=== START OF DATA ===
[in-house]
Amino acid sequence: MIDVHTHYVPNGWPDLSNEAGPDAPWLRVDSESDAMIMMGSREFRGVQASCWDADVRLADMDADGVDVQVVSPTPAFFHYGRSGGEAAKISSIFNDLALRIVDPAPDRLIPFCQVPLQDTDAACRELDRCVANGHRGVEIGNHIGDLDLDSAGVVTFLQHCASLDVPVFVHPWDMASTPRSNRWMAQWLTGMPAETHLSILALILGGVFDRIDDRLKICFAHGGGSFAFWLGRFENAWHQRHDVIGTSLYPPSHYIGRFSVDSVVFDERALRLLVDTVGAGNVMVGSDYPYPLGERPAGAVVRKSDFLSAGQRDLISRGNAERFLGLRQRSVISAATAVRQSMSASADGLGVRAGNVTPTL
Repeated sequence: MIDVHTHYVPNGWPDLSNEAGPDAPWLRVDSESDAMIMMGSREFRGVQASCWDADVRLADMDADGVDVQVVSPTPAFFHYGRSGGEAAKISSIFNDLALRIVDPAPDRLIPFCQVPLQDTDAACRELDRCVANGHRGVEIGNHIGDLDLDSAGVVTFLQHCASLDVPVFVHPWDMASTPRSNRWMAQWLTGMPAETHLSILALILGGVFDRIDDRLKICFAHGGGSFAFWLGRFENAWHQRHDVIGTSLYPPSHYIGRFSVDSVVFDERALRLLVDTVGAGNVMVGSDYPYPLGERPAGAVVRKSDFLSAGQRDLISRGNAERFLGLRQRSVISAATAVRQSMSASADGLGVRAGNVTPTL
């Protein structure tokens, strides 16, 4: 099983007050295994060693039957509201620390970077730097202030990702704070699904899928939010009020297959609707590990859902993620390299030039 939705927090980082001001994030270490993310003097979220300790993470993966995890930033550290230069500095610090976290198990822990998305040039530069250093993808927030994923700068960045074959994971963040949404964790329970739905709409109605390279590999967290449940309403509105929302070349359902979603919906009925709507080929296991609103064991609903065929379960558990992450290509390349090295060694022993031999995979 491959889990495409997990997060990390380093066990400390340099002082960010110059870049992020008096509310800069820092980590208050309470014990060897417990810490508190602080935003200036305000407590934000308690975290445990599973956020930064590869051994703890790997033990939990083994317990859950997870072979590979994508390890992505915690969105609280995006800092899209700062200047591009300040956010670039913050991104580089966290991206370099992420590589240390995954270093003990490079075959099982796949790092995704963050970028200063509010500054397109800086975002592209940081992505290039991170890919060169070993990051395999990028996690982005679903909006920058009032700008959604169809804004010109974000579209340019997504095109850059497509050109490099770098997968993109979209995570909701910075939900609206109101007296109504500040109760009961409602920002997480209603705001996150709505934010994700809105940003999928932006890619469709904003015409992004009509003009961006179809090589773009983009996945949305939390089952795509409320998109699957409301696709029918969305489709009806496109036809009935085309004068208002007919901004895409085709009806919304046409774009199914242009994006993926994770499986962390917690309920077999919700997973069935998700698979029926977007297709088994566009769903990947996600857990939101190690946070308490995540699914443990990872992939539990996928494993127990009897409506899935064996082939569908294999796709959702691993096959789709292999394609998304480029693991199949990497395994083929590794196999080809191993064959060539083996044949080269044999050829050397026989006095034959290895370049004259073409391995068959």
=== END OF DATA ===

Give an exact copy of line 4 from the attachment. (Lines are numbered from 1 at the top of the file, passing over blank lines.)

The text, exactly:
């Protein structure tokens, strides 16, 4: 099983007050295994060693039957509201620390970077730097202030990702704070699904899928939010009020297959609707590990859902993620390299030039 939705927090980082001001994030270490993310003097979220300790993470993966995890930033550290230069500095610090976290198990822990998305040039530069250093993808927030994923700068960045074959994971963040949404964790329970739905709409109605390279590999967290449940309403509105929302070349359902979603919906009925709507080929296991609103064991609903065929379960558990992450290509390349090295060694022993031999995979 491959889990495409997990997060990390380093066990400390340099002082960010110059870049992020008096509310800069820092980590208050309470014990060897417990810490508190602080935003200036305000407590934000308690975290445990599973956020930064590869051994703890790997033990939990083994317990859950997870072979590979994508390890992505915690969105609280995006800092899209700062200047591009300040956010670039913050991104580089966290991206370099992420590589240390995954270093003990490079075959099982796949790092995704963050970028200063509010500054397109800086975002592209940081992505290039991170890919060169070993990051395999990028996690982005679903909006920058009032700008959604169809804004010109974000579209340019997504095109850059497509050109490099770098997968993109979209995570909701910075939900609206109101007296109504500040109760009961409602920002997480209603705001996150709505934010994700809105940003999928932006890619469709904003015409992004009509003009961006179809090589773009983009996945949305939390089952795509409320998109699957409301696709029918969305489709009806496109036809009935085309004068208002007919901004895409085709009806919304046409774009199914242009994006993926994770499986962390917690309920077999919700997973069935998700698979029926977007297709088994566009769903990947996600857990939101190690946070308490995540699914443990990872992939539990996928494993127990009897409506899935064996082939569908294999796709959702691993096959789709292999394609998304480029693991199949990497395994083929590794196999080809191993064959060539083996044949080269044999050829050397026989006095034959290895370049004259073409391995068959």